July 6, 2022

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Remarkable facts about Baker's road to 2,000

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Johnnie B. Baker, the man we know as Dusty, has enjoyed as full a baseball life as just about anyone. And he continues to add accomplishments to his ever-growing list.

His professional journey began when the Braves drafted him in 1967 and continued with his MLB debut on Sept. 7, 1968, for Atlanta — coincidentally, against the Astros. Baker pinch-hit for a Hall of Famer (Phil Niekro) and shared a lineup with two others (Hank Aaron, Joe Torre). Aaron was a mentor to Baker, but it’s Torre who would foreshadow Baker’s path — from stellar big league player to 2,000-win manager.

Baker got that 2,000th win on Tuesday night, as the Astros defeated the Mariners, 4-0, at Minute Maid Park. He joins Torre and a select group of 10 other managers who have reached that plateau and is the first Black skipper to do so. Of those already in the club, only Bruce Bochy, who is still recently retired, is not enshrined in the Hall.

Because Baker has always worn No. 12 — and because he’s now the 12th to ascend to this milestone — here are a dozen facts and figures you should know about his remarkable career.

• Every road to 2,000 wins starts somewhere, and for Baker, it was in St. Louis. On April 6, 1993, the newly hired Giants manager led his squad to a 2-1 victory over Torre’s Cardinals in his managerial debut. Two of the top four hitters in Baker’s lineup that night were Dave Martinez and Matt Williams. In another odd twist, more than two decades later, Baker would succeed Williams as manager of the Nationals, and Martinez would then succeed Baker.

• It’s been a long road. When Baker got that first win, the Giants still shared the National League West with the Braves and Reds, as it wasn’t until the next year that MLB realigned into three divisions per league. There were only 28 Major League teams at the time, with the Rockies and Marlins debuting that year. The Brewers were in the AL East, the Astros in the NL West, and the Rays and D-backs still five years away from joining.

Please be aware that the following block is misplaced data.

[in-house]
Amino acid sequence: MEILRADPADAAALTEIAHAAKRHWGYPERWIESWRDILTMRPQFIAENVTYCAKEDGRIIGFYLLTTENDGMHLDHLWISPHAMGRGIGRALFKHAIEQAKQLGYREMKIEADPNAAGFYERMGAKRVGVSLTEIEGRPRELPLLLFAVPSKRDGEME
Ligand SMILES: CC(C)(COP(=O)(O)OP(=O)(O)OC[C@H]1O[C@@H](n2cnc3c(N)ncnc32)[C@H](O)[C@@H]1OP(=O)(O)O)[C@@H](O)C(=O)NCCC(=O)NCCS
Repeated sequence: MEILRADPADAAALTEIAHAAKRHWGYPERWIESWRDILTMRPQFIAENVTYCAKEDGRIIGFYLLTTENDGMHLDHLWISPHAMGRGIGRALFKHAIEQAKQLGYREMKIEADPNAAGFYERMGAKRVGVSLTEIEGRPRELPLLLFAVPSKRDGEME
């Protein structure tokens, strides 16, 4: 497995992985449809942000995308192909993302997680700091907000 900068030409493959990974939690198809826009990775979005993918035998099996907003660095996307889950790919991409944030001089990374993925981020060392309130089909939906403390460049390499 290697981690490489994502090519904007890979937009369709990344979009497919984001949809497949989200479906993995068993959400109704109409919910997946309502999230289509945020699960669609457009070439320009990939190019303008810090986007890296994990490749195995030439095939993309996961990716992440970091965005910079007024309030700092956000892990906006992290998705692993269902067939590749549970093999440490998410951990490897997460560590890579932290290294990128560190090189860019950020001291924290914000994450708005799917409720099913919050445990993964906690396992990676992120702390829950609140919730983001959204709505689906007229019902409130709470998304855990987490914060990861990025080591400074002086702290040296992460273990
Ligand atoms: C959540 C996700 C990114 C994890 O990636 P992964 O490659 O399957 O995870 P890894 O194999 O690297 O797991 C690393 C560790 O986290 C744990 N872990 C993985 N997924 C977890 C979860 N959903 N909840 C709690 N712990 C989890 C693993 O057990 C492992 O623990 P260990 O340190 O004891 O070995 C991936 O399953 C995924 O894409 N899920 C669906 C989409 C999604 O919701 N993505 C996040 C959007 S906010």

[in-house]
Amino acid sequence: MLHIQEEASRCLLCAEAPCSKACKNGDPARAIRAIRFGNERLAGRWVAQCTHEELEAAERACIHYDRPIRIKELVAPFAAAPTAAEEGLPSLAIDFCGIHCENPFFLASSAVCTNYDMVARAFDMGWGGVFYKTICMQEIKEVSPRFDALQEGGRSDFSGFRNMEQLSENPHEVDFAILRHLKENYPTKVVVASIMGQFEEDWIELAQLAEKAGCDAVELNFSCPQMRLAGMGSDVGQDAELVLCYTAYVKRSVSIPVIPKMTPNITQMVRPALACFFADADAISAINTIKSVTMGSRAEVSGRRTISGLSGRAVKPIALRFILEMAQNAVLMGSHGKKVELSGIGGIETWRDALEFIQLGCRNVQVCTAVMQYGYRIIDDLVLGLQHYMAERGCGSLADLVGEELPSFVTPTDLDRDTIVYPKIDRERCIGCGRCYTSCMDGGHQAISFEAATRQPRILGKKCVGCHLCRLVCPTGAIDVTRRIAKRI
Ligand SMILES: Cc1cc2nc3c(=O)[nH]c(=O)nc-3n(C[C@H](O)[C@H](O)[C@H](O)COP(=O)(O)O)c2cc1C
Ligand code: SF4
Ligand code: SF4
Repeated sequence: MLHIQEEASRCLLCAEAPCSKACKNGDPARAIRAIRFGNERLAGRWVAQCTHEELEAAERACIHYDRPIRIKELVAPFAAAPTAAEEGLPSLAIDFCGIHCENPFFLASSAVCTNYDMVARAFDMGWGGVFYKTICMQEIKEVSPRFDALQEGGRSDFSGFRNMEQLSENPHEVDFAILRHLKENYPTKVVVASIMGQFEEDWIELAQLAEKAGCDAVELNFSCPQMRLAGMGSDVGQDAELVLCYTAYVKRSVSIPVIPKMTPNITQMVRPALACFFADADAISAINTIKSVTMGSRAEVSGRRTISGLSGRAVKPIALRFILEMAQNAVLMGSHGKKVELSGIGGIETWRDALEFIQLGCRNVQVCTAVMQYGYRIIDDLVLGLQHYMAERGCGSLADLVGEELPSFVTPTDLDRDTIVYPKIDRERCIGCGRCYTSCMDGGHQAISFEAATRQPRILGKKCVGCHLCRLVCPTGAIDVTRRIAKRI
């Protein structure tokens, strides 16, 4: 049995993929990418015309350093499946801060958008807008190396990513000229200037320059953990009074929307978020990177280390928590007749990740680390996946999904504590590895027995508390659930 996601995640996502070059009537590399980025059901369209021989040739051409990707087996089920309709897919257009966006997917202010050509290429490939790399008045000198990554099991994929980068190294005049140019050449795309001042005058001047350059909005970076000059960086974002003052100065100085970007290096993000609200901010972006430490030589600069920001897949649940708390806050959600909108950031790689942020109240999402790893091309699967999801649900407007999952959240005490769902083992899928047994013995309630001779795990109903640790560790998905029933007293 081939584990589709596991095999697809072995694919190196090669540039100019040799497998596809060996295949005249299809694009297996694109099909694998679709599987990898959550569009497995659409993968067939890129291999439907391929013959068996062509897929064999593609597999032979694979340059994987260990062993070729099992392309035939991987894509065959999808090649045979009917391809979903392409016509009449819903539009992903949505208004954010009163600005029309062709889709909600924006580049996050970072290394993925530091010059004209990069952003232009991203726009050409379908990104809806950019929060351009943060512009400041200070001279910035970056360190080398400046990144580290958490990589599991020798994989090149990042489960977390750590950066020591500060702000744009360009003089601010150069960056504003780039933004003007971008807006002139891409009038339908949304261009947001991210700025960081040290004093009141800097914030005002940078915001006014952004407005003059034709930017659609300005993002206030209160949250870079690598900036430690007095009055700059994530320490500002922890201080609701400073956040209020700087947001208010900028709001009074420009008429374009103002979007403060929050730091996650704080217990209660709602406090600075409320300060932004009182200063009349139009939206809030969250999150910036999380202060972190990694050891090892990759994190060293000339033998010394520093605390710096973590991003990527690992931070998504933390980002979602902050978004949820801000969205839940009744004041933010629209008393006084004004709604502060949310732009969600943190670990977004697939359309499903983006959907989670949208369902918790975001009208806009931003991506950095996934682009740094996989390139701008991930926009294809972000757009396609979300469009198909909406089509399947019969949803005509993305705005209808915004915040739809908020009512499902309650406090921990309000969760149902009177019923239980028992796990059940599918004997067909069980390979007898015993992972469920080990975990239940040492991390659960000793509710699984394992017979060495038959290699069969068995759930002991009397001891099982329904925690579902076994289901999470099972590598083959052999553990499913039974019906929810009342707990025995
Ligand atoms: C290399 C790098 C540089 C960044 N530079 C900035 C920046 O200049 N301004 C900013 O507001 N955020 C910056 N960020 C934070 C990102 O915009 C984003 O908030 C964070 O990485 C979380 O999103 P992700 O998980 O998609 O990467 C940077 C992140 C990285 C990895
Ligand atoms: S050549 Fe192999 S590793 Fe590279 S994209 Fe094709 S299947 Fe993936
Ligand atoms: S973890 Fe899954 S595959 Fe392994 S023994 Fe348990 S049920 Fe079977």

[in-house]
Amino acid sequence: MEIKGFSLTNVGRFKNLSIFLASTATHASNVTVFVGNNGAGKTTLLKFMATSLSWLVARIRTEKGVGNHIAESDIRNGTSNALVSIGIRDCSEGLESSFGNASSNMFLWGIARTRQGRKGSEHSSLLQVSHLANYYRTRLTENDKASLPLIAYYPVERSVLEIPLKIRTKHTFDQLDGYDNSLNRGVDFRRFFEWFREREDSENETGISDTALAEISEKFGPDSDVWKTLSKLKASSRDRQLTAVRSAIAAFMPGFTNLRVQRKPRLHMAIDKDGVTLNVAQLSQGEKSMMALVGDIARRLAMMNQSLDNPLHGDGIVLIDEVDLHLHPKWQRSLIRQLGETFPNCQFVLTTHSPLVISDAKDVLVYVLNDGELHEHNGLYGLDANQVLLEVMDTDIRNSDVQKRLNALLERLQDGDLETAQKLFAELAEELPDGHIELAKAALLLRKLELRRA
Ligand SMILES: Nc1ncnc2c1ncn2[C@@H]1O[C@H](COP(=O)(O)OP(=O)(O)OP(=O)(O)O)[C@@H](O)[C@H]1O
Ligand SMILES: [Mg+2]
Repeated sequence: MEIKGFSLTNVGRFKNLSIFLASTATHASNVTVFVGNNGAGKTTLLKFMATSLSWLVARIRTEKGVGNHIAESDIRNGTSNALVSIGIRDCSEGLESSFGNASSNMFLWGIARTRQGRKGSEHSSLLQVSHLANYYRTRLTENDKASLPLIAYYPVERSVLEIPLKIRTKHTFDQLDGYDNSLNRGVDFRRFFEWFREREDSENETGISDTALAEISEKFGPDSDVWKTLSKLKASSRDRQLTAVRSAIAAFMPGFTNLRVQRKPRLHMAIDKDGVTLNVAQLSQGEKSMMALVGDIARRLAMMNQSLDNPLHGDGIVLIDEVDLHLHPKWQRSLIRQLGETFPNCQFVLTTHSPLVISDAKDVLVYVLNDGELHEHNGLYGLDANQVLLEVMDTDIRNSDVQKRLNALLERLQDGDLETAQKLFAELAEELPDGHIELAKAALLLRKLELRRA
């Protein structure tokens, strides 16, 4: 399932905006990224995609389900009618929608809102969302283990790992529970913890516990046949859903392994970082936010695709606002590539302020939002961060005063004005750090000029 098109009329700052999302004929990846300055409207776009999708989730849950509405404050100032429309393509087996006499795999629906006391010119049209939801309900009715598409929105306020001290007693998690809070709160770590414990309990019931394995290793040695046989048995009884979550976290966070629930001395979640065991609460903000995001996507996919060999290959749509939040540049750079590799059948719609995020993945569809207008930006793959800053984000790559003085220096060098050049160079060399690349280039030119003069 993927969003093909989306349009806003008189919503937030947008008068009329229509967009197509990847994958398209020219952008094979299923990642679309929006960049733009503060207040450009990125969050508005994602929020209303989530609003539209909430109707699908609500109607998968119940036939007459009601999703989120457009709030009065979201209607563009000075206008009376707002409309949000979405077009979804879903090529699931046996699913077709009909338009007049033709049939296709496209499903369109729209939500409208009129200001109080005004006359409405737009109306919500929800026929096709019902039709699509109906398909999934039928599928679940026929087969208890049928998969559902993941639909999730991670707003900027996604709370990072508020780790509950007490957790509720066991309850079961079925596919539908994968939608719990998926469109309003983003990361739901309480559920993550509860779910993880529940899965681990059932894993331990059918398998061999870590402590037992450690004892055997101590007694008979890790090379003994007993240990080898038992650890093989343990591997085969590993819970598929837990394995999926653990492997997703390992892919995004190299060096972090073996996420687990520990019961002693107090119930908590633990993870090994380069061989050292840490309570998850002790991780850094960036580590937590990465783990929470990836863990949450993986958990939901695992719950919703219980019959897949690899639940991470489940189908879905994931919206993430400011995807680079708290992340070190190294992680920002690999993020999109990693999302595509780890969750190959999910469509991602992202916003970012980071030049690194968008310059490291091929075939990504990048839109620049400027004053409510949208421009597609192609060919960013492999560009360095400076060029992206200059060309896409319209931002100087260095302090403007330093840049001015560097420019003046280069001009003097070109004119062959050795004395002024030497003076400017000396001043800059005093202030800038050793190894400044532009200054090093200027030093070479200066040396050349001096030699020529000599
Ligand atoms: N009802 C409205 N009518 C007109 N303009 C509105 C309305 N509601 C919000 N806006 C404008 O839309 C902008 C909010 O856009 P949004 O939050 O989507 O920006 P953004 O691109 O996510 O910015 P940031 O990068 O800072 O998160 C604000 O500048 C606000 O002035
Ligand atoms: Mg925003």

• On the day Baker managed and won his first game, 17 of the 32 players who had appeared for his 2022 Astros club entering Tuesday had yet to be born. The oldest, 39-year-old Justin Verlander, was still only 10.

• It was nice for Baker that he could lock down this milestone in his home ballpark, especially because things have not always worked out that way in the past. Not only was his first career win on the road, but so was his 500th (June 1, 1999, at Philadelphia), 1,000th (Aug. 30, 2004, at Montreal), and 1,500th (May 9, 2012, at Milwaukee).

• Of the 12 managers with 2,000 wins, Baker is only the second to lead five different franchises before reaching that mark, after stops with the Giants, Cubs, Reds, Nationals and now Astros. Bucky Harris had skippered the Senators (three stints), Tigers, Red Sox, Phillies and Yankees before notching No. 2,000 on April 17, 1955, in his second stint with Detroit.

Here’s how Baker’s victories break down by team:

840 with Giants (1993-2002)
322 with Cubs (2003-06)
509 with Reds (2008-13)
192 with Nationals (2016-17)
137 with Astros (2020-22)